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Going inside the Every Street, Dunedin, murder scene as officer in charge of Robin Bain's body, Detective Mark Lodge was told that either the father or the son was the murderer, a court was told today.
He noted that the father, Robin Bain -- lying dead next to a .22 rifle in the front lounge - had a smear of blood on the heel of his left thumb, a small smear on the outside of the little finger of his left hand, and abrasions on both hands.
The evidence was given on the 13th day of the retrial of the son, David Bain, on charges of murdering his parents and three siblings at the house in June 1994.
Mr Lodge said the autopsy took about an hour, and he was given two blood samples and a lead, flattened bullet that came from the back of the skull.
Robin Bain's clothing was removed and checked for blood. He had small small splashes of blood on his right leg and inside his right thigh. There was a heavy patch of blood on the hoodie where his head had been lying, and on his right shoulder.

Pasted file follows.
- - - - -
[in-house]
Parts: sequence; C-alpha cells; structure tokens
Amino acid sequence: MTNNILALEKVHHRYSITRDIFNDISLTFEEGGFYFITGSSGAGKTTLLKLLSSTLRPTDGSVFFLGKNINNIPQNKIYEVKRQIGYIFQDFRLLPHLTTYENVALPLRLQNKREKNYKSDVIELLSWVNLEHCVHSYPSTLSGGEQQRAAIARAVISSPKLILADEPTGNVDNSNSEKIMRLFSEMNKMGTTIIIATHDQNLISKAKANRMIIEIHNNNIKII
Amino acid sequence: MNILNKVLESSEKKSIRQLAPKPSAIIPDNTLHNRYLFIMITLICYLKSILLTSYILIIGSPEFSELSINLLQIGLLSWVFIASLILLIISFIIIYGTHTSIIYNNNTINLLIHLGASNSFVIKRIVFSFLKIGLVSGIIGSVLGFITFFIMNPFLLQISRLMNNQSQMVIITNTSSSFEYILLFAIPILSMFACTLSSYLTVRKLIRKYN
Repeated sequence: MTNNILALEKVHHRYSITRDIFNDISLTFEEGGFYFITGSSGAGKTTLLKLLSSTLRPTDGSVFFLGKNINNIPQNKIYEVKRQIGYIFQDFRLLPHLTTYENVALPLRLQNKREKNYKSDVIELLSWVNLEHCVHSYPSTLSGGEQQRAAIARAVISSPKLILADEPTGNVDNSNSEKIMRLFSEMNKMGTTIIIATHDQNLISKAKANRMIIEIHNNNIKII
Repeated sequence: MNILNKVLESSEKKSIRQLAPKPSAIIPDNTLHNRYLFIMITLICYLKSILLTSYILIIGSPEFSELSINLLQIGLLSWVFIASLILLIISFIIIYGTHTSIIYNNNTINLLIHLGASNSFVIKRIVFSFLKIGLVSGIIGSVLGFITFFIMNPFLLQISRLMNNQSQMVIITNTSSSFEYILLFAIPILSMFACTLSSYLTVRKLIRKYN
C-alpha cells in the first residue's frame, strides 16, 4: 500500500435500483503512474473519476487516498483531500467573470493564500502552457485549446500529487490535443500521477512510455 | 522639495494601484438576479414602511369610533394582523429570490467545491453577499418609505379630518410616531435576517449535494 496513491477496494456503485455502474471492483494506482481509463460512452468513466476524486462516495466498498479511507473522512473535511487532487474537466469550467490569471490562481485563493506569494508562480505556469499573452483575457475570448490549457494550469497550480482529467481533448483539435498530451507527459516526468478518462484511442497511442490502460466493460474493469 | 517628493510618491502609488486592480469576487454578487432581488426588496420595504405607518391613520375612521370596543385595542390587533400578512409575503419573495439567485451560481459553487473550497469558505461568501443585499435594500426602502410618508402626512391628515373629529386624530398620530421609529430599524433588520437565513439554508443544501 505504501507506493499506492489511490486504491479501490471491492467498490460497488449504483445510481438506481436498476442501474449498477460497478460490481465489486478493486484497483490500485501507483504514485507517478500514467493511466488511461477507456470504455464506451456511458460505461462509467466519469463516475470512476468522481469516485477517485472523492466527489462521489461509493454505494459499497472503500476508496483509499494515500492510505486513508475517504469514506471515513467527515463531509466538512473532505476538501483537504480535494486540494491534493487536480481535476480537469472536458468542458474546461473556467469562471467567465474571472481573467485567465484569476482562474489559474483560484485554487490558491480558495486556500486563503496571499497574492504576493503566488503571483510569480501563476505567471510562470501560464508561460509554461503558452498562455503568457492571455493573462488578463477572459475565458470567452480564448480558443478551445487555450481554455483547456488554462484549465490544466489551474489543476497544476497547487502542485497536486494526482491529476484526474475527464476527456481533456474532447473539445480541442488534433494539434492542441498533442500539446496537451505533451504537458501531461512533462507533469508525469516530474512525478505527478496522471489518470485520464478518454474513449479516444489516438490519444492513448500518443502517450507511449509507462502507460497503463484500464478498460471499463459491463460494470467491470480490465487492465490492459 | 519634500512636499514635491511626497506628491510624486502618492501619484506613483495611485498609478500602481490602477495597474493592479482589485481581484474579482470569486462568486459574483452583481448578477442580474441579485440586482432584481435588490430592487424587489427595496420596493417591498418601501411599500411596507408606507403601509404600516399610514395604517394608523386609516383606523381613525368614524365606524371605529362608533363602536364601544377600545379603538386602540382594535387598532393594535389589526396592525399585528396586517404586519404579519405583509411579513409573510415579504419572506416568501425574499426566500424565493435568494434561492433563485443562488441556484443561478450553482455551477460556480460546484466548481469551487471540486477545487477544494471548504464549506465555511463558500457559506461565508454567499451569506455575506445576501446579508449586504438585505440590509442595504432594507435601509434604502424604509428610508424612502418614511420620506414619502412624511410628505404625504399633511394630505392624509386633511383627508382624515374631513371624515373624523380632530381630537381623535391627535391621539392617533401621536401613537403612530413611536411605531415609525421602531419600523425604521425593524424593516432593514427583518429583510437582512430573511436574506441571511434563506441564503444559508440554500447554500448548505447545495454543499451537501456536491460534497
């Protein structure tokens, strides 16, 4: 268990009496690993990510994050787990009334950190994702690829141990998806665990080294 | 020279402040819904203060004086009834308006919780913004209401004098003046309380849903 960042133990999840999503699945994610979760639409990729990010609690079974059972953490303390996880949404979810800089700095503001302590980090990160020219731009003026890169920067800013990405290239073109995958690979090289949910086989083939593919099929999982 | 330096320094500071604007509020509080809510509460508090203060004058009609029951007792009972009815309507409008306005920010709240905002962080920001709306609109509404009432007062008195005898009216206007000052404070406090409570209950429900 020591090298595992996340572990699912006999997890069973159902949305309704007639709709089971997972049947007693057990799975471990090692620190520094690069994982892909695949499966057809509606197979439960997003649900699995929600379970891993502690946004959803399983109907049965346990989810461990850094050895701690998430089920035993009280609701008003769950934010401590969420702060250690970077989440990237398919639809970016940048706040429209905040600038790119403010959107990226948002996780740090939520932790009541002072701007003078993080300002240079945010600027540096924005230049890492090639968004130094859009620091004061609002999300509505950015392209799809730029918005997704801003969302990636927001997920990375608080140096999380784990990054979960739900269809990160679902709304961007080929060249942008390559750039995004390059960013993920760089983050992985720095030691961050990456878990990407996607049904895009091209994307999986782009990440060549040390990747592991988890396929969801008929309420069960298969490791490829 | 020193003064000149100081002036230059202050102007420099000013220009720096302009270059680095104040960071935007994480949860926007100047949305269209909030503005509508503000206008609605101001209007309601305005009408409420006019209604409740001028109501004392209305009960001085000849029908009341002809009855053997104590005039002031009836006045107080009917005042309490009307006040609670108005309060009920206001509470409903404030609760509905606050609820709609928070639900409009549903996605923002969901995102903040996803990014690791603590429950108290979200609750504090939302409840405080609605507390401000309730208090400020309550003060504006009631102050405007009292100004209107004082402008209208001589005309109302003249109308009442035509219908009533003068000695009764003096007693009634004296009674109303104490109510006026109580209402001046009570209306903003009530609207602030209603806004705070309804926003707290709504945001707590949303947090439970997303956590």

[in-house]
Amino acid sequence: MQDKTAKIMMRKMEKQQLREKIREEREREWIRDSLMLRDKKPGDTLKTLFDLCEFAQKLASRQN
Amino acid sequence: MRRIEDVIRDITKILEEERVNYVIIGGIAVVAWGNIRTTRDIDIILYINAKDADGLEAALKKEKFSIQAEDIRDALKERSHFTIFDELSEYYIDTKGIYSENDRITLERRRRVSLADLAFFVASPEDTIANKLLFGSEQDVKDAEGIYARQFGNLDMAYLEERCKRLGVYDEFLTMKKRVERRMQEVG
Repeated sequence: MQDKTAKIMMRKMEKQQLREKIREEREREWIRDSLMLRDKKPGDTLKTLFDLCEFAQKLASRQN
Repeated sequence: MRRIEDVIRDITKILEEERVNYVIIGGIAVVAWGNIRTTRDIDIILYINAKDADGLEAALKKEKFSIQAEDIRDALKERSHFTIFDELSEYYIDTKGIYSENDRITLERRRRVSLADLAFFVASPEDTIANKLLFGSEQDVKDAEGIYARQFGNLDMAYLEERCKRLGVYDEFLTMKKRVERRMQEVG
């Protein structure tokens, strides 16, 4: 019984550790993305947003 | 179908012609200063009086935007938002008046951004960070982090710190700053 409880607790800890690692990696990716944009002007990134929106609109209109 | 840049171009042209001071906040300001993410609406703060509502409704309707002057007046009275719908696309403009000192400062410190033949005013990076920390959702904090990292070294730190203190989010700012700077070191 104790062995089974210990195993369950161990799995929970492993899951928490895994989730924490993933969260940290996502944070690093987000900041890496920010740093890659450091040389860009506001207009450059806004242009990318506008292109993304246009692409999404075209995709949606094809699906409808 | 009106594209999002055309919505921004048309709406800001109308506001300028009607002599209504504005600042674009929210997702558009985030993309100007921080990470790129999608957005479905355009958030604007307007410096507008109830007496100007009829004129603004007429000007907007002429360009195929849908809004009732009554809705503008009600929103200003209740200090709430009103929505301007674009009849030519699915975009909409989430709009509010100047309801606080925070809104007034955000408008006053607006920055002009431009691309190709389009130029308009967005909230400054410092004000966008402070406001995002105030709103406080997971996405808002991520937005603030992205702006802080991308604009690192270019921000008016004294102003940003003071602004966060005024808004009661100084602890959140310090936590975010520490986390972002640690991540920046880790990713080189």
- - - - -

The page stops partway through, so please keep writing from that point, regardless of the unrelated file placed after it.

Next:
The next day measurements of his feet were taken, fingernail scrapings were done, and a hair sample and fingerprints taken. A swab and smear from his left hand were done the day after that.
Testing on the washing machine in the Bain house was described by an appliance expert, David Preston.
He said the water pipe leading into the washing machine tap was rusty so the water pressure going into the machine was extremely poor. The machine filling with water would have been quiet due to the pressure.
The two tests taken for a wash cycle in the machine took close to an hour each, but in the second test the machine skipped several steps.
He told defence counsel Michael Reed, QC, that the machine on a normal cycle would rest for a minute between the different actions it had to do, and as the timer was quite worn it was possible it could jump a segment of the cycle.